Fig. 1
figure 1

Study design. LDA low disease activity, R randomization, RCI repository corticotropin injection

The study was conducted at 60 centers in four countries (see electronic supplementary material for details on study centers) from November 7, 2016, to February 13, 2019, in accordance with the principles and requirements of the Declaration of Helsinki, Good Clinical Practices, and clinical trial registration ( identifier NCT02919761). All investigators obtained institutional review board/independent ethics committee approval. All subjects provided informed consent (including consent for publication) before any study procedures were performed.

Key Study Entry Criteria

Individuals eligible for participation included men and nonpregnant, nonlactating women aged ≥ 18 years who met the 2010 ACR/EULAR criteria [24] for having RA that was active, defined as DAS28-ESR > 3.2, despite treatment with a stable dose (5–10 mg) of prednisone (or equivalent) and one or two csDMARDs or one bDMARD (Table S1 in the electronic supplementary material). Subjects who were taking nonsteroidal anti-inflammatory drugs were required to be on a stable dose for 4 weeks before screening and remain on a stable dose throughout study participation.

Individuals were ineligible for participation if they had any rheumatic autoimmune disease or inflammatory joint disease other than RA, had a history of using adrenocorticotropic hormone (ACTH) preparations for RA or a history of sensitivity to ACTH preparations, or had known contraindications to RCI use; had used any investigational treatment for RA or any biologic investigational agent in the 24 weeks before the first dose of study drug, any nonbiologic investigational agent within 6 weeks before the first dose of study drug, B cell-mediated therapies in the 24 weeks before screening, or intraarticular corticosteroids within 14 days before screening; or had type 1 or type 2 diabetes mellitus, a history of chronic active hepatitis or tuberculosis, a solid tumor or hematologic malignancy, drug/alcohol abuse, or a clinically significant infection.

The use of intraarticular steroids; live or attenuated vaccines; enteral or parenteral immunosuppressive medications; or an investigational drug, device, or procedure administered as part of a research study was not permitted during the trial.

Procedures and Interventions

Within 28 days after screening, enrolled subjects underwent baseline evaluations, which included calculation of their DAS28-ESR. At the baseline visit, all subjects received their first dose of open-label RCI (1 ml, 80 U) and were observed for 1 h afterward. Subsequent open-label RCI doses were administered twice weekly at home by the subject or caregiver. Subjects returned to the study center at weeks 4, 8, and 12 (part 1) for efficacy and safety assessments. At week 12, subjects who had achieved LDA (DAS28-ESR < 3.2) were randomly assigned (in a 1:1 ratio) to receive either 1 ml (80 U) of RCI or 1 ml of placebo subcutaneously twice weekly during the 12-week double-blind period (part 2), which was designed to evaluate maintenance of response to therapy. Subjects who did not achieve LDA at week 12 were discontinued from further study participation.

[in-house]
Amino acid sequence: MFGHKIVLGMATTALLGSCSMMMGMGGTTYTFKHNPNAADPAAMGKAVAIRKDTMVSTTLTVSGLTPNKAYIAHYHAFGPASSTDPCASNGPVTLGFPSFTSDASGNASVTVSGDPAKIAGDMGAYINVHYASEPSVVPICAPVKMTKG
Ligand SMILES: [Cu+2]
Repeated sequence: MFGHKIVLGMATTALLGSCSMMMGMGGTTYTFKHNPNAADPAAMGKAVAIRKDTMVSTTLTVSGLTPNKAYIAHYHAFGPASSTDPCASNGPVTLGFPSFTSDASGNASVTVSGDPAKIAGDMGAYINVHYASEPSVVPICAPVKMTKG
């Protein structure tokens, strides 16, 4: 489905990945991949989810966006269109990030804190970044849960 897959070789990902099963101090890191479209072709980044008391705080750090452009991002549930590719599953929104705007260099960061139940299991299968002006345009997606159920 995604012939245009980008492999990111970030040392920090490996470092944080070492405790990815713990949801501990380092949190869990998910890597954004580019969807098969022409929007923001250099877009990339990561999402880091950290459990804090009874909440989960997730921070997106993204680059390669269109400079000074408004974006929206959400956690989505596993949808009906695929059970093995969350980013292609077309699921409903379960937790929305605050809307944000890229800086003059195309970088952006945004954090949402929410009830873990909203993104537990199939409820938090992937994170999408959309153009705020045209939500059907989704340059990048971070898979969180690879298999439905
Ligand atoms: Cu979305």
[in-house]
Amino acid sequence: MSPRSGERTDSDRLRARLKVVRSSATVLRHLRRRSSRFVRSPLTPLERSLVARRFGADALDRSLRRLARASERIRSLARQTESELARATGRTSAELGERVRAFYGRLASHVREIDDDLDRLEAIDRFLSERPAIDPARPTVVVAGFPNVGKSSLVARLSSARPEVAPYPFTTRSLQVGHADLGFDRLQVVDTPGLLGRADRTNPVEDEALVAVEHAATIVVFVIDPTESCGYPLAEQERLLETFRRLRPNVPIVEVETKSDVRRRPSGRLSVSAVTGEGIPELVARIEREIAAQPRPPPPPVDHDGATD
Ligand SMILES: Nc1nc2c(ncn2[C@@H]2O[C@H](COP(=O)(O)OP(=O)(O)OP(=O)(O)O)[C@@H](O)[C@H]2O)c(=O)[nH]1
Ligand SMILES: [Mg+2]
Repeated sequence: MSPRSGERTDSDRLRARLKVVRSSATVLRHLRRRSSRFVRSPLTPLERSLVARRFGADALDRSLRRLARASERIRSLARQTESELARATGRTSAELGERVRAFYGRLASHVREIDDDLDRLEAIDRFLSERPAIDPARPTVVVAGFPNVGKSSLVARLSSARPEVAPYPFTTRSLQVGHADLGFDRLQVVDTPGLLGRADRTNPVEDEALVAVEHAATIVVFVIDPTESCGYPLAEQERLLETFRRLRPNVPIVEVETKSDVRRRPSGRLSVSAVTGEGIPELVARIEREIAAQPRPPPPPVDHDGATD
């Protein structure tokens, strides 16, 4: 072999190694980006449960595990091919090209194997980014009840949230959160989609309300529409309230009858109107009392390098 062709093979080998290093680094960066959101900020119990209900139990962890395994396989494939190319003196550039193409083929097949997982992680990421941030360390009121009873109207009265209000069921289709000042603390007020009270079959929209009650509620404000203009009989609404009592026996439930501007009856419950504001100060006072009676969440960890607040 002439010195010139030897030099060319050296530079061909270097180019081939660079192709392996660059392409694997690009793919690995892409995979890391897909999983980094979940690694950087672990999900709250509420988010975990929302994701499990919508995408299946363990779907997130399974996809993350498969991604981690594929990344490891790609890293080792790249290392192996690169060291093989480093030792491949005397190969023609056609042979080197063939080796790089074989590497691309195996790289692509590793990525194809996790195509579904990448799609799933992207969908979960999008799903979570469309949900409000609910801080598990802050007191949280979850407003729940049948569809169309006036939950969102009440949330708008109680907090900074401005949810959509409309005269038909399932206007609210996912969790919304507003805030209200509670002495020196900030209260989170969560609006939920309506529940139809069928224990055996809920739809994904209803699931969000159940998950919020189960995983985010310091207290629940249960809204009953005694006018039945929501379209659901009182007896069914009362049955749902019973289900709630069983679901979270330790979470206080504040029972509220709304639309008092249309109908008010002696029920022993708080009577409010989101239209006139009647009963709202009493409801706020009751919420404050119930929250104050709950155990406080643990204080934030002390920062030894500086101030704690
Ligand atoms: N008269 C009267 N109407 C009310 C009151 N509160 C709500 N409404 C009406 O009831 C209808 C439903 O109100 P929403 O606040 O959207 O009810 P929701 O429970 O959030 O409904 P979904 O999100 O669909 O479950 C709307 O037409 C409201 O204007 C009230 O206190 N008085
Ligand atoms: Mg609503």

During the double-blind period, subjects returned to the study center at weeks 16 and 24 for efficacy and safety assessments. Blood and urine samples for analysis of bone turnover markers were collected at weeks 12 and 24. At the follow-up visit, 28 days after the final dose of study drug, safety assessments were completed.

Bone turnover markers were analyzed by Eurofins Central Laboratory (Breda, The Netherlands). C-terminal crosslinking telopeptide (CTX), CTX-I, and N-terminal propeptide of type I collagen (PINP) were evaluated via electrochemiluminescence immunoassay (Roche Diagnostics, Indianapolis, IN, USA); enzyme-linked immunosorbent assay was used to assess CTX-II (Immunodiagnostic Systems, East Boldon, UK), osteoprotegerin (OPG; Quidel, San Diego, CA, USA), and soluble receptor activator of NF-κB ligand (sRANKL; BioVendor, Karasek, Czech Republic). Creatinine was evaluated via Jaffe reaction using alkaline picrate (Roche Diagnostics, Indianapolis, IN, USA), and creatinine-adjusted CTX-II (CTX-II CRT) was calculated using the following formula:

$$ {\text{CTX-II CRT }}\left( {{\text{ng}}/{\text{mmol}}} \right)\, = \, 1000\, \times \,{\text{CTX-II }}\left( {\upmu {\text{g}}/{\text{L}}} \right)/{\text{creatine }}\left( {{\text{mmol}}/{\text{L}}} \right). $$

Randomization and Blinding

Almac Clinical Technologies generated the randomization sequence, which used a block size of 4 and a 1:1 treatment allocation ratio. Four hundred randomization numbers (200 per treatment group) were generated, and randomization activities were conducted via the IXRS (interactive phone/web response system). A dummy subject randomization list was used for IXRS development and for Almac/client user acceptance testing. Except for those who prepared the randomization protocol and those involved in study drug preparation, all parties were blinded to subjects’ treatment conditions during the double-blind period.


The primary efficacy endpoint was the proportion of subjects who achieved DAS28-ESR < 3.2 at week 12 in part 1 of the study. Secondary efficacy endpoints included the proportion of subjects who maintained DAS28-ESR < 3.2 from week 12 through week 24; time to disease activity flare (as defined below) from weeks 12 through 24; the proportion of subjects with Clinical Disease Activity Index (CDAI) LDA (i.e., CDAI ≤ 10) [25] at weeks 12 and 24; and the proportion of subjects who met ACR criteria for 20% improvement (ACR20) at weeks 12 and 24. For weeks 13 through 23, disease activity flare was defined as meeting one of the following criteria: (1) DAS28-ESR < 3.2 and an increase of 1.2 from week 12; (2) DAS28-ESR ≥ 3.2 and an increase of > 0.6 from the week 12 assessment sustained over two consecutive visits; or (3) DAS28-ESR ≥ 3.2 and an increase of > 1 from the week 12 assessment at a single visit. Criteria 1 and 2 were based on validated criteria for RA flares [26, 27]; the third criterion was developed on the basis of the first two criteria, with slight modification for more stringency to capture potential flares not meeting criterion 1 or 2.